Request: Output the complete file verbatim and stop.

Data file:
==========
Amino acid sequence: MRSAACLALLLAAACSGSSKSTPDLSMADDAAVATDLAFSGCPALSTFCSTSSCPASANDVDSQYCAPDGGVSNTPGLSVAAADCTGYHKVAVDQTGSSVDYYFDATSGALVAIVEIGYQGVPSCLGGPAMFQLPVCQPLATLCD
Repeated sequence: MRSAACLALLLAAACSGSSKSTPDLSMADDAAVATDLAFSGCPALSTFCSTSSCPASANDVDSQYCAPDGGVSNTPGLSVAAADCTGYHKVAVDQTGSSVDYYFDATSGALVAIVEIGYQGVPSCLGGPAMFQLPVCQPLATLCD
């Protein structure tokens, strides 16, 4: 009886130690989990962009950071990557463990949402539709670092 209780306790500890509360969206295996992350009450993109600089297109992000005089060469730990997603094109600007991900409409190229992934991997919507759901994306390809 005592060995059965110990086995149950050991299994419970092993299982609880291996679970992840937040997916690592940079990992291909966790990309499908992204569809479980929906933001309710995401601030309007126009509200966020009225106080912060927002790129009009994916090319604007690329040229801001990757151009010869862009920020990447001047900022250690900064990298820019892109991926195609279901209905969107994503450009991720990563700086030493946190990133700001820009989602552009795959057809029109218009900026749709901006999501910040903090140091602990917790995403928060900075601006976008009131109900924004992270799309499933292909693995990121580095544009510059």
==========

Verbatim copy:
Amino acid sequence: MRSAACLALLLAAACSGSSKSTPDLSMADDAAVATDLAFSGCPALSTFCSTSSCPASANDVDSQYCAPDGGVSNTPGLSVAAADCTGYHKVAVDQTGSSVDYYFDATSGALVAIVEIGYQGVPSCLGGPAMFQLPVCQPLATLCD
Repeated sequence: MRSAACLALLLAAACSGSSKSTPDLSMADDAAVATDLAFSGCPALSTFCSTSSCPASANDVDSQYCAPDGGVSNTPGLSVAAADCTGYHKVAVDQTGSSVDYYFDATSGALVAIVEIGYQGVPSCLGGPAMFQLPVCQPLATLCD
């Protein structure tokens, strides 16, 4: 009886130690989990962009950071990557463990949402539709670092 209780306790500890509360969206295996992350009450993109600089297109992000005089060469730990997603094109600007991900409409190229992934991997919507759901994306390809 005592060995059965110990086995149950050991299994419970092993299982609880291996679970992840937040997916690592940079990992291909966790990309499908992204569809479980929906933001309710995401601030309007126009509200966020009225106080912060927002790129009009994916090319604007690329040229801001990757151009010869862009920020990447001047900022250690900064990298820019892109991926195609279901209905969107994503450009991720990563700086030493946190990133700001820009989602552009795959057809029109218009900026749709901006999501910040903090140091602990917790995403928060900075601006976008009131109900924004992270799309499933292909693995990121580095544009510059």